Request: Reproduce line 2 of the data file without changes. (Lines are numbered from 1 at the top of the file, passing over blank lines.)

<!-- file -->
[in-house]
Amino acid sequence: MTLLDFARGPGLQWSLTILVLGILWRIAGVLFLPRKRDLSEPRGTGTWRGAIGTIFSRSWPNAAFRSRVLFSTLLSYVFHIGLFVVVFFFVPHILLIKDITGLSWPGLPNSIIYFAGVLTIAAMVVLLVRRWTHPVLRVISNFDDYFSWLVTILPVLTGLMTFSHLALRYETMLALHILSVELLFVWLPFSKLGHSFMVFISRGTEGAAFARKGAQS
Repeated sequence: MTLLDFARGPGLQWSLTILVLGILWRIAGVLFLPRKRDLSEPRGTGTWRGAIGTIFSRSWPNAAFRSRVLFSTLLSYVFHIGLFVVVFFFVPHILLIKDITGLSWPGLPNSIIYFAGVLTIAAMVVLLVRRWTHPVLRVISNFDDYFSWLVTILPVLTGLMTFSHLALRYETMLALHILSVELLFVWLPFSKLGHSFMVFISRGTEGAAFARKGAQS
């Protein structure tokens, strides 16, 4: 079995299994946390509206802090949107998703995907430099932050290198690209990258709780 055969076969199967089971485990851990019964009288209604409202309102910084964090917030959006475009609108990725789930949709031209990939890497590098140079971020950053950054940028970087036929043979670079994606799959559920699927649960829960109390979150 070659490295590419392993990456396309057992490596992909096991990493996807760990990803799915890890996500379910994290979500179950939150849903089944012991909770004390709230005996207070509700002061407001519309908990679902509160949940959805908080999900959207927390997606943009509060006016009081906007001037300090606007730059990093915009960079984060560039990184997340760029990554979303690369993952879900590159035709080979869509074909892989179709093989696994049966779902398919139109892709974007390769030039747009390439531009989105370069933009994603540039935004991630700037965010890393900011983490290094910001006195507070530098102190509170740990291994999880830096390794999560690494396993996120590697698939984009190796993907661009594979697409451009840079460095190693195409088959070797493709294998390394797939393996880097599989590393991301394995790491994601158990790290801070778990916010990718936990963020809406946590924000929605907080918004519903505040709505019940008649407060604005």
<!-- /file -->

Amino acid sequence: MTLLDFARGPGLQWSLTILVLGILWRIAGVLFLPRKRDLSEPRGTGTWRGAIGTIFSRSWPNAAFRSRVLFSTLLSYVFHIGLFVVVFFFVPHILLIKDITGLSWPGLPNSIIYFAGVLTIAAMVVLLVRRWTHPVLRVISNFDDYFSWLVTILPVLTGLMTFSHLALRYETMLALHILSVELLFVWLPFSKLGHSFMVFISRGTEGAAFARKGAQS